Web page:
Camp 10 – Gobi Desert Tsagaan Suvarga (White Stupa) Again

This morning we left our luxury ger with the sunken bathroom and toilet and headed once more into the great desert wilderness.

We are heading back north east today and then east then north to our previous camp White Stupa to the lovely family who showed us so back a week ago.

We travelled through some incredible desert today. Places as wild and remote as I have seen yet in the Gobi desert. The temperature was back into the high 40s and at one place where we stopped to look at some stone edged sand dunes 52c! We Wondered if the temperature gauge in the car was broken and if it wasn’t for the cloud cover and wind to help it may have been even hotter.

We have had strong winds most of the day, white sky, dust? Cloud?

The roads were the usual corrugated ruts with forks heading into every direction and it was necessary to keep an eye on my compass app on my iPhone. The car reading was often erratic but it seems the $2.99 app I downloaded back home before the journey has been worth the exercise.

Through the deep sand and rugged rocky roads we travelled. Stopped for tea but it was too hot… Kept driving always uncertain if we were on the correct road. It is worth it just to see the breadth and wild country. As the land became dryer the herd animals became less. We saw a few herds of camel with not much to eat. Twice we came by a well with animals standing around a dry well. The first well had about a dozen beautiful small horses. We stopped and Unench and Mervyn drew water up from the well to fill the trough. The horses drank so much, they were so thirsty. The lifted nearly twenty buckets. Distant camels also saw what was happening and two of them came sauntering across the stony ground and waited behind the horses. The horses were not going to let the camels in and rushed at them until they had had their fill. The camels are such gentle creatures, so tall and polite looking. These must be females. When the horses had had their fill and we had taken many photographs they moved off and andered away up the hill. They seemed very grateful to have a drink. This is the first of the hot days and the animals must climatise too.

Half an hour further on we came across another dry well. This time a herd of camels looking thirsty. We could not drive past. Stopped again and to our disappointment there was no sign of a bucket or any way to reach the water. The well was about two meters or more down. We had a bucket and some rope in the car and thought we could use that. Unench investigated a hit nearby another well and eventually found a bucket at the end of a long pole. All the while the camels were watching in anticipation and following our every move and clearly wanted to drink. I wanted to give them our drinking water but Tugsoo stopped me saying it would not be enough for them and the camels would get angry if not satisfied.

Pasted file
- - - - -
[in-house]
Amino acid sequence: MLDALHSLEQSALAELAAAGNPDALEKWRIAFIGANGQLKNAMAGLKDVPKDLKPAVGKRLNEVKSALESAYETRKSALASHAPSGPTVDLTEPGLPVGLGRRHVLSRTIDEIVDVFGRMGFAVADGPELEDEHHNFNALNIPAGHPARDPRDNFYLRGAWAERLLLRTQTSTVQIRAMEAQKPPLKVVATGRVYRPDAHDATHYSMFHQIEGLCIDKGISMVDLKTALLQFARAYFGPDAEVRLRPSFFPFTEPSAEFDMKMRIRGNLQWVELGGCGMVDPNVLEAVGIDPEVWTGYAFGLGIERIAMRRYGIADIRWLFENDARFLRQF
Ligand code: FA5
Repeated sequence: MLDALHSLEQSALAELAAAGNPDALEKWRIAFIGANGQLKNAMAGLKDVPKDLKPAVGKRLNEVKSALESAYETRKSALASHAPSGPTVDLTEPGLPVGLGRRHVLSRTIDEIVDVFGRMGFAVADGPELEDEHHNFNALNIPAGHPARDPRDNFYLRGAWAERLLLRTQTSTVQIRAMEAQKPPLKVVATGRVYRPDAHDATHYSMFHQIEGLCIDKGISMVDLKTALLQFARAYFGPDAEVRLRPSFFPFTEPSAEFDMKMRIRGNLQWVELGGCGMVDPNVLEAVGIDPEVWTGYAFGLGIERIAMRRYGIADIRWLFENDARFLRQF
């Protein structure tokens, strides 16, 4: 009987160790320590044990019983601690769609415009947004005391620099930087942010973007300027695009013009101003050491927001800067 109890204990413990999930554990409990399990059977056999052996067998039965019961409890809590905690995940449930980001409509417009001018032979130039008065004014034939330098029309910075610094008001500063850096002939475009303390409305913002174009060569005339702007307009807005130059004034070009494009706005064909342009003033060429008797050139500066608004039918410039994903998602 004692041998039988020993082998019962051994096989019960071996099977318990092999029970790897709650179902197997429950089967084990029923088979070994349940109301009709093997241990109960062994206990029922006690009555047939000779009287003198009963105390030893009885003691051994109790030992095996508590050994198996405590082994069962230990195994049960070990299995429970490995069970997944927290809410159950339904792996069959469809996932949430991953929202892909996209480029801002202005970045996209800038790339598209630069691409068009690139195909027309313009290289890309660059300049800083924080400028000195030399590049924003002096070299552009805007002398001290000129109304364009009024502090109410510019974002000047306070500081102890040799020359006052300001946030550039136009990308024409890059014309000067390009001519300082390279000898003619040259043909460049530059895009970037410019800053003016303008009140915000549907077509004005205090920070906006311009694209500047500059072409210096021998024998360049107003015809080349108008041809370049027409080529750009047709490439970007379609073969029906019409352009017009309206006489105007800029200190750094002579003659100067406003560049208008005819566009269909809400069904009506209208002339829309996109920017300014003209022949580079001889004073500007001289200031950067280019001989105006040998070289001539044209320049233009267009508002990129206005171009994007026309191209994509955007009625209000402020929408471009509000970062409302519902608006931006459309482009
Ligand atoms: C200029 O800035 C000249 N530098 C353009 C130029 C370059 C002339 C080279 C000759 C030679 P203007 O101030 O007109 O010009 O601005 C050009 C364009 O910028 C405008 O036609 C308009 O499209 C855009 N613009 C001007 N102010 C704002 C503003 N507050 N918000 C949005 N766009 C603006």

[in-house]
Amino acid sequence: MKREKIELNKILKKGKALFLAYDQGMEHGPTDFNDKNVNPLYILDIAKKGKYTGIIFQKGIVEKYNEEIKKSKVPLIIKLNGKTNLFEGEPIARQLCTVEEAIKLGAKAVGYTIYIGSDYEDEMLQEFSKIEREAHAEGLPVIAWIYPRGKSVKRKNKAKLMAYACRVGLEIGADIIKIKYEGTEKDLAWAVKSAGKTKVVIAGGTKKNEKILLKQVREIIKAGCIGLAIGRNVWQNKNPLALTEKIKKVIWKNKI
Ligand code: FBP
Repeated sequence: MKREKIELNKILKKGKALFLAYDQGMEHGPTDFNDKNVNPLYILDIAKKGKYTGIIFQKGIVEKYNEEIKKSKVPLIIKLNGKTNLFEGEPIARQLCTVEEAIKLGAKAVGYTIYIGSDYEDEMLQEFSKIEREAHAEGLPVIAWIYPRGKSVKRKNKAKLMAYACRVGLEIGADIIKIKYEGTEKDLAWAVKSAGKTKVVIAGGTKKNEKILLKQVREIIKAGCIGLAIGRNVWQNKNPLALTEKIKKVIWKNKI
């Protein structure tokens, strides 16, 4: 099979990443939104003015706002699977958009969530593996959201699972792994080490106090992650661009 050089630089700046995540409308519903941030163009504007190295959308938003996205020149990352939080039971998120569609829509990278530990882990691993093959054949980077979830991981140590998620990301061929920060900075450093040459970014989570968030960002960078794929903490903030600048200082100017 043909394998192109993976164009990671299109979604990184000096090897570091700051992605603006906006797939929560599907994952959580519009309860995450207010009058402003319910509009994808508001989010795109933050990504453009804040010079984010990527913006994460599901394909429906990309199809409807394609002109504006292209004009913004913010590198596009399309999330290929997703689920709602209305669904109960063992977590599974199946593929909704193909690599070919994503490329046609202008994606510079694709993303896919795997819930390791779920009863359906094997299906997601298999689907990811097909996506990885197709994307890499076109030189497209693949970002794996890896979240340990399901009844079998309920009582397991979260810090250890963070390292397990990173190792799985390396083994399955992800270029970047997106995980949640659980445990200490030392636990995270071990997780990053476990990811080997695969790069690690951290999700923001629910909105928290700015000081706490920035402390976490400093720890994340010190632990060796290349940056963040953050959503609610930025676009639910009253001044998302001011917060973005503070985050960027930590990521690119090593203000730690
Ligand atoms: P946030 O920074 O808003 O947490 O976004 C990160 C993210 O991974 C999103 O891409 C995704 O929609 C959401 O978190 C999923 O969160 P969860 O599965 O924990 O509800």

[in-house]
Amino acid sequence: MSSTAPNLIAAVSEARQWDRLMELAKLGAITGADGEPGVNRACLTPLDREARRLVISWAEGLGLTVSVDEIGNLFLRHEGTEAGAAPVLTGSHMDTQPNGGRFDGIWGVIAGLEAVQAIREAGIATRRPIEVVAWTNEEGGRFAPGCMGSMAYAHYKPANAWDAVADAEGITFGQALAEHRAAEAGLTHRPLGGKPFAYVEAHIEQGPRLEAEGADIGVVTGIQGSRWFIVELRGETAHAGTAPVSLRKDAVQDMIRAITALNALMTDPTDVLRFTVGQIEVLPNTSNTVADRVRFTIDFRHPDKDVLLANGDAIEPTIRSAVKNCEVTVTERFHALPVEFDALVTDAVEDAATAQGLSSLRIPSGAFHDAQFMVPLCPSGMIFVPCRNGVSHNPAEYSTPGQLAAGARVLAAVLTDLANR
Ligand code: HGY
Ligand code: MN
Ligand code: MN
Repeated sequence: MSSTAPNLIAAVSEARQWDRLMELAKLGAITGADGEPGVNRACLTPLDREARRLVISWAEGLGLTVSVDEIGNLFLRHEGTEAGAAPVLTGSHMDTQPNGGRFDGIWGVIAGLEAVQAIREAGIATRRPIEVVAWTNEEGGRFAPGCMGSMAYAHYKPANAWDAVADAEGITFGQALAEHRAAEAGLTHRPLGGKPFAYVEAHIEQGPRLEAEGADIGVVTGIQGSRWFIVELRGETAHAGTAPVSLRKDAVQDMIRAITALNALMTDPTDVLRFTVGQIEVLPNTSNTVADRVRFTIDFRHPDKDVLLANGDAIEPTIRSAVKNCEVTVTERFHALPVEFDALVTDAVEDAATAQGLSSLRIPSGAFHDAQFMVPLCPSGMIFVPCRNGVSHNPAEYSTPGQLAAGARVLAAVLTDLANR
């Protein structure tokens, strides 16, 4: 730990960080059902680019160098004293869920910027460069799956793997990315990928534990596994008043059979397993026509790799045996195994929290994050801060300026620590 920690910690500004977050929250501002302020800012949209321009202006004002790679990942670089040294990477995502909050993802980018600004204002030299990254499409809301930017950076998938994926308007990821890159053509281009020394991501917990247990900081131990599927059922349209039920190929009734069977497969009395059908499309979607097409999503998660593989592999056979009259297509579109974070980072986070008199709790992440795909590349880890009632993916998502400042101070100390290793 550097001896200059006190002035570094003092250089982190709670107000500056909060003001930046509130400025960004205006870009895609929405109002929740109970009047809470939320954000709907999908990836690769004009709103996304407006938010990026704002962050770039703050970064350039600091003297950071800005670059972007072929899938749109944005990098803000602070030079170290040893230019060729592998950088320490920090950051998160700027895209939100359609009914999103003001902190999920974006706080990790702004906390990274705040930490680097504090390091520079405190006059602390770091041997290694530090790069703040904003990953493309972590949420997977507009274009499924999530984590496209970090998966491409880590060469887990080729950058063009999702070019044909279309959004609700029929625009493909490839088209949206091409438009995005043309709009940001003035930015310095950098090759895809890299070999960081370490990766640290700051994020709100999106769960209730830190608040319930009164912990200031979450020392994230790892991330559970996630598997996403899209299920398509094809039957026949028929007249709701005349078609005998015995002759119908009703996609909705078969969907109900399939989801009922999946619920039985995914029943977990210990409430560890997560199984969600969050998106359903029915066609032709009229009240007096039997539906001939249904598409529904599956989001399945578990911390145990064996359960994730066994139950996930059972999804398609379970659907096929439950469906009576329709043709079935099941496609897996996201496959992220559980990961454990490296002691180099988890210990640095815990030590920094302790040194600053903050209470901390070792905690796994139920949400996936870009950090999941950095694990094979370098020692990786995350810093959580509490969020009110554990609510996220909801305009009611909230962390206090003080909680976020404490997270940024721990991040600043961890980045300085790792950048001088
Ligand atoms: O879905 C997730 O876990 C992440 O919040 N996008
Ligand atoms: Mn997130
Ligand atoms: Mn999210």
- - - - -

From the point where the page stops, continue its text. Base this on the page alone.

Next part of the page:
So once more Unench and Mervyn took relays in being the heavy buckets of water from the well and we watched on the these giant creatures drank and drank and raised their head and sucked their lips and made satisfied noises. They looked at us and said thank you with their souls. We left them with water in the trough as we left.

A little further on we passed yet another well, this time a beautiful white camel was sitting down and patiently waiting and I wanted to stop for her too but the others would not. Camels, I was told clearly can survive without water for fourteen days at a time, and white ones fifteen.

I felt as if while we were getting lost we were traveling across this dry desolate place feeding animals. Well, feeding we were not as there was very little feed in any of this part of the country. It surprising how close to the surface and how sweet the water is we have found. It is as if when it does rain the water is captured underground and the surface dries out to its extreme.

We drove another hundred kilometers planned today as we continued to take the wrong track. We have enough petrol we hope for the next sum.

Eventually we arrived back at this ger camp. We had another interesting diversion when we took yet another wrong track nearby when we came upon a valley with illegal gold diggers. Unench was a little nervous when he said not to take photographs as these ger camps are mining illegally. The miners they call ningers because they are always carrying sacks of rock on their back to sift for gold. They carry guns and people disappear down the deep holes. The police do nothing to stop the activity. He went on to tell us a lot more and wanted to quickly get away from this valley.

It was interesting because just before we tuned down the wrong valley we had been wondering about the bones and clothes we found on the roadside, half buried. Nobody wanted to go digging and all presumed the bones were of the many animal bones strewn across the Gobi. Hmm. There were trousers, a pair of shoes, a hairbrush and other unrecognized pieces of cloth well weather beaten.

We were pleased to finally sight the white gers of our camp. The family were just as pleased and smiled widely when we pulled up. The family had heard us speak on the radio when we were being interviewed at our exhibition at the history museum. That was lovely.

A heavy grey sky with what appeared as a thick dust storm was heading our way. Once more in this camp we managed to get our stuff into the gers before the wind struck. We had to change gers as when we cover the top with felt there were great holes. These came from the storm a few nights ago. We buckled down, closed up everything and had a quick shower before the winds arrived. They were strong. The worst of it past quickly enough I think. I am laying on my bed now, the air has cooled considerably and the wind now milder. The generator has just been turned in and I am hoping for an early peaceful night.

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